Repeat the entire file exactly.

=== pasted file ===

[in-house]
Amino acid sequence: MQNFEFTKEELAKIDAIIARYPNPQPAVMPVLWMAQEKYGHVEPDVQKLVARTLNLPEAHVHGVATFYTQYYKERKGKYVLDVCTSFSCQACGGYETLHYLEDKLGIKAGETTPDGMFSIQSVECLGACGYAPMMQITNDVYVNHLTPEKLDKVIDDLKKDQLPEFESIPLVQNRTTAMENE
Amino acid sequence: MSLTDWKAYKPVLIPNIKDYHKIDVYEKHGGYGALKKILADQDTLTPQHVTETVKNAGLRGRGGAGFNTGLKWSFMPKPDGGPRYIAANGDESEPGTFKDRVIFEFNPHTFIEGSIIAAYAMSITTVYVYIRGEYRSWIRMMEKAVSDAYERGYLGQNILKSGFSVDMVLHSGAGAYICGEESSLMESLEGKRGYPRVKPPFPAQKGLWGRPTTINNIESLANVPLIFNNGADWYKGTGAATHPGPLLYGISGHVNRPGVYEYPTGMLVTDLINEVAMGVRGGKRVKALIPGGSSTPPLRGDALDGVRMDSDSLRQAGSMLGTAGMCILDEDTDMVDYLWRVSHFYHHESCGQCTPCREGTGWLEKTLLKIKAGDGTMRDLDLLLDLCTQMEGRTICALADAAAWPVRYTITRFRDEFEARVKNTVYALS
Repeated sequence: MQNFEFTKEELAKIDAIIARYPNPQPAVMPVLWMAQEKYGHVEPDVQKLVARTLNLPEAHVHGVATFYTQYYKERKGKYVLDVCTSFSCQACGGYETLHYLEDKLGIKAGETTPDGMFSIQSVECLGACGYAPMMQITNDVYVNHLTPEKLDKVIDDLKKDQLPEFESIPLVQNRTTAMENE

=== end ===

[in-house]
Amino acid sequence: MQNFEFTKEELAKIDAIIARYPNPQPAVMPVLWMAQEKYGHVEPDVQKLVARTLNLPEAHVHGVATFYTQYYKERKGKYVLDVCTSFSCQACGGYETLHYLEDKLGIKAGETTPDGMFSIQSVECLGACGYAPMMQITNDVYVNHLTPEKLDKVIDDLKKDQLPEFESIPLVQNRTTAMENE
Amino acid sequence: MSLTDWKAYKPVLIPNIKDYHKIDVYEKHGGYGALKKILADQDTLTPQHVTETVKNAGLRGRGGAGFNTGLKWSFMPKPDGGPRYIAANGDESEPGTFKDRVIFEFNPHTFIEGSIIAAYAMSITTVYVYIRGEYRSWIRMMEKAVSDAYERGYLGQNILKSGFSVDMVLHSGAGAYICGEESSLMESLEGKRGYPRVKPPFPAQKGLWGRPTTINNIESLANVPLIFNNGADWYKGTGAATHPGPLLYGISGHVNRPGVYEYPTGMLVTDLINEVAMGVRGGKRVKALIPGGSSTPPLRGDALDGVRMDSDSLRQAGSMLGTAGMCILDEDTDMVDYLWRVSHFYHHESCGQCTPCREGTGWLEKTLLKIKAGDGTMRDLDLLLDLCTQMEGRTICALADAAAWPVRYTITRFRDEFEARVKNTVYALS
Repeated sequence: MQNFEFTKEELAKIDAIIARYPNPQPAVMPVLWMAQEKYGHVEPDVQKLVARTLNLPEAHVHGVATFYTQYYKERKGKYVLDVCTSFSCQACGGYETLHYLEDKLGIKAGETTPDGMFSIQSVECLGACGYAPMMQITNDVYVNHLTPEKLDKVIDDLKKDQLPEFESIPLVQNRTTAMENE